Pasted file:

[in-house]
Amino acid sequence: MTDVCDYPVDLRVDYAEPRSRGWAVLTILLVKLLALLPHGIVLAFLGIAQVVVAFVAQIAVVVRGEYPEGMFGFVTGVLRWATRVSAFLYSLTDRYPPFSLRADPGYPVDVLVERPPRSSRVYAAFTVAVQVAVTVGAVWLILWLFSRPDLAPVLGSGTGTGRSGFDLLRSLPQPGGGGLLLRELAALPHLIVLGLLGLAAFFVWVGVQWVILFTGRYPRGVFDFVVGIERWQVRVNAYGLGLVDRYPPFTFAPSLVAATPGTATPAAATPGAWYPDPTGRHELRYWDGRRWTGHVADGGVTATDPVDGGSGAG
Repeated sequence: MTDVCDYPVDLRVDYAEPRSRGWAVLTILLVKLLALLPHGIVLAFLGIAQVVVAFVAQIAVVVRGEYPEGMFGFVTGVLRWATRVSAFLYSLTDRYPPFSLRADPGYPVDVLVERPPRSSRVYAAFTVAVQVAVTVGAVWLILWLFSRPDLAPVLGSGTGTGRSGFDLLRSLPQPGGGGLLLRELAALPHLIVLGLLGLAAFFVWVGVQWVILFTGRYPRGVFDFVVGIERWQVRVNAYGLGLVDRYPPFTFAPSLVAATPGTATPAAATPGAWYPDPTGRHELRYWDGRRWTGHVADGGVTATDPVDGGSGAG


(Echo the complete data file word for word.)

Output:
[in-house]
Amino acid sequence: MTDVCDYPVDLRVDYAEPRSRGWAVLTILLVKLLALLPHGIVLAFLGIAQVVVAFVAQIAVVVRGEYPEGMFGFVTGVLRWATRVSAFLYSLTDRYPPFSLRADPGYPVDVLVERPPRSSRVYAAFTVAVQVAVTVGAVWLILWLFSRPDLAPVLGSGTGTGRSGFDLLRSLPQPGGGGLLLRELAALPHLIVLGLLGLAAFFVWVGVQWVILFTGRYPRGVFDFVVGIERWQVRVNAYGLGLVDRYPPFTFAPSLVAATPGTATPAAATPGAWYPDPTGRHELRYWDGRRWTGHVADGGVTATDPVDGGSGAG
Repeated sequence: MTDVCDYPVDLRVDYAEPRSRGWAVLTILLVKLLALLPHGIVLAFLGIAQVVVAFVAQIAVVVRGEYPEGMFGFVTGVLRWATRVSAFLYSLTDRYPPFSLRADPGYPVDVLVERPPRSSRVYAAFTVAVQVAVTVGAVWLILWLFSRPDLAPVLGSGTGTGRSGFDLLRSLPQPGGGGLLLRELAALPHLIVLGLLGLAAFFVWVGVQWVILFTGRYPRGVFDFVVGIERWQVRVNAYGLGLVDRYPPFTFAPSLVAATPGTATPAAATPGAWYPDPTGRHELRYWDGRRWTGHVADGGVTATDPVDGGSGAG